"When I was getting into the car to go to the airport, the driver wanted to go through Brooklyn and Queens' back streets. I was possibly going to be late, and I had no worry. I was watching people doing little things, a man fixing his door, a child kicking a ball, a couple arguing on a corner--and suddenly I felt the world is perfect. [Now in my sixties] I feel more of a resignation to accept the world as it is."

He added that his film was "intentionally slight: an antidote to big violent intense victimized women films."

Not every viewer is going to take to this "quiet" film. Unlike Jarmusch's earlier works, such as Stranger Than Paradise and Dead Man, there is no edginess. No abrupt black-outs. No darkness.

Instead, there is love.

Paterson's is one of the most idyllic marriages I have ever seen.

Even the actress Farahani who played the wife was in awe of the idyllic love:

"They are not miserable because they are living whatever is happening at the moment, putting it into art and creating. Making cupcakes and making curtains. They have such a great empathy and love for each other. I learned that from Jim that it is possible."

Jarmusch's own comment:

"It is a portrait of a very tender love of people who accept each other for who they are. Only Lovers Left Alive was very much the same. The pure form of love is letting people be who they are. It's a Buddhist thing to be accepting."

He made a face. "Rather than judging all the time."

Jarmusch still had judgements, he admitted.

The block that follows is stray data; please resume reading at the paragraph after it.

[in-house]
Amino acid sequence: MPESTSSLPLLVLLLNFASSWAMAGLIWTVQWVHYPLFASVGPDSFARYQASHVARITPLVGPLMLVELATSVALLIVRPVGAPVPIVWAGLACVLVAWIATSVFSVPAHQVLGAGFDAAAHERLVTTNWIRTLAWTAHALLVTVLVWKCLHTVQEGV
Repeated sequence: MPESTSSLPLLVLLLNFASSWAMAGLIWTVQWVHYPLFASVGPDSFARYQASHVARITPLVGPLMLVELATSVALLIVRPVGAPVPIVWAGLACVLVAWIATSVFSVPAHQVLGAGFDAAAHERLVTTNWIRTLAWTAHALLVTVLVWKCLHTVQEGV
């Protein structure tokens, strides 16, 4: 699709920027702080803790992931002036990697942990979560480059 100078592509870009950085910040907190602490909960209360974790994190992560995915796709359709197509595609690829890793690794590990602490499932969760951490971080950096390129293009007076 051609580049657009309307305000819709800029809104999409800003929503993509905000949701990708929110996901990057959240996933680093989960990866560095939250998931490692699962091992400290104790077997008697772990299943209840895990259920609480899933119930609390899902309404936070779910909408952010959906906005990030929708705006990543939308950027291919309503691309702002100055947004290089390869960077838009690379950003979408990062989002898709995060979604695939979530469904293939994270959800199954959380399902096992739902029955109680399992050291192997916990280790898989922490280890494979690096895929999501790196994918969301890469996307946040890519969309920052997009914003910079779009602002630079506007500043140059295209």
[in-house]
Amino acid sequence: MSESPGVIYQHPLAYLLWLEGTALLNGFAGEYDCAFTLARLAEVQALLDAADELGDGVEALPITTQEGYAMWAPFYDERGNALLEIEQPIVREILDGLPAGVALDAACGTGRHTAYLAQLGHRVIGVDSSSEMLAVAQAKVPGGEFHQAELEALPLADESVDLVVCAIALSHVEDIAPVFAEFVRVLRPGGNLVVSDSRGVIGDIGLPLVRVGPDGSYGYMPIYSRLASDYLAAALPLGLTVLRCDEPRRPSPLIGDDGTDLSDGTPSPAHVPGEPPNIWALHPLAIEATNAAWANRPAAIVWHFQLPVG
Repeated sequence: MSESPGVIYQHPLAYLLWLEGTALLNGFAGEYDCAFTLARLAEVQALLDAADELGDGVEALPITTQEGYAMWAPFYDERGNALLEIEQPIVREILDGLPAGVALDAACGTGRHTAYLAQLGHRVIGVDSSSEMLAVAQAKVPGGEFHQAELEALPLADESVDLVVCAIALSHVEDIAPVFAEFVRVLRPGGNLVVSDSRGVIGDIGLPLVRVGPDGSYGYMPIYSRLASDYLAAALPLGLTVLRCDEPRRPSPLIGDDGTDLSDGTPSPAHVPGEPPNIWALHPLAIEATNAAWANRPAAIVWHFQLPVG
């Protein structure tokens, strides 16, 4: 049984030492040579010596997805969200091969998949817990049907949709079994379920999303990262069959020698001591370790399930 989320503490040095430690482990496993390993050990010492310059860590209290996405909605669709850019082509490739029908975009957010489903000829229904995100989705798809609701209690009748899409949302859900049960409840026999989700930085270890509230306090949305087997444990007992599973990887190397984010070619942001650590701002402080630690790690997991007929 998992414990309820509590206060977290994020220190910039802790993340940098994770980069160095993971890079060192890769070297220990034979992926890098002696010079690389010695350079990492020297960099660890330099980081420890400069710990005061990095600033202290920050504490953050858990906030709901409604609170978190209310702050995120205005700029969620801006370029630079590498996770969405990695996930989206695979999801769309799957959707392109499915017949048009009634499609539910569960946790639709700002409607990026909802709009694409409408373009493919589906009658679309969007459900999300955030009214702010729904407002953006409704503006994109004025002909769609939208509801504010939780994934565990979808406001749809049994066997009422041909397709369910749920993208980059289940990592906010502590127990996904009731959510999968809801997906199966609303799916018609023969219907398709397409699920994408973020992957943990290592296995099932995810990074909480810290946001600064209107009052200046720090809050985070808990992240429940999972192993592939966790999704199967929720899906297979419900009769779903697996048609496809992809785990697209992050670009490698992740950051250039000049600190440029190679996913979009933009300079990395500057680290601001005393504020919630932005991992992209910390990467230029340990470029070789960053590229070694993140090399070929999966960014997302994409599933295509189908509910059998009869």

"There are things wrong in this world. The way people treat each other. For us human beings, time is limited on this planet. There are too many people and nature is soon going to rectify this. It is going to be difficult and tragic. We are already in the 6th mass extinction of species. We have to be very grateful for very small details of life. Like this moment here. Here we are talking about a film and it is just a ridiculous thing."


As for his white hair--one journalist could not resist this question--Jarmusch openly shared his history with being snow-topped:

"When I was a teenager my hair started getting white. A girl in high school behind me [in class] laughed. 'If you painted your parents' house last summer,' she said. 'You still have the paint in your hair.'

He laughed. "Then when Stranger Than Paradise came out, a critic said 'what a pretentious jerk: he dyes his hair white, and he wears black.' I almost wanted to dye it black, but then I would be criticized for that! The upshot: Don't let anyone judge you for your appearance."


Jarmusch has two films at Cannes this year: one is "Paterson" in Competition; the other is a documentary about Iggy Pop called Gimme Danger, spurred by Jarmusch's friendship with the rock star who asked Jarmusch to make it seven years ago. It happened "by synchronicity" that the two films finished at the same time.

"Another example of harmony," Jarmusch joked. "Everything is interconnected."

"Both films are about the idea that you in your life can choose your path," he added. "You can choose what you do in your life."

He spoke firmly:

"In Paterson, the wife is not a clichéd housewife. She is someone very illuminated within just the confines of her house; she is very creative and expressive and chooses who she is. Paterson is a man who drives a bus every day, but he chooses to be a poet. When we are lucky, we have the chance to choose our own path. Both these films celebrate this."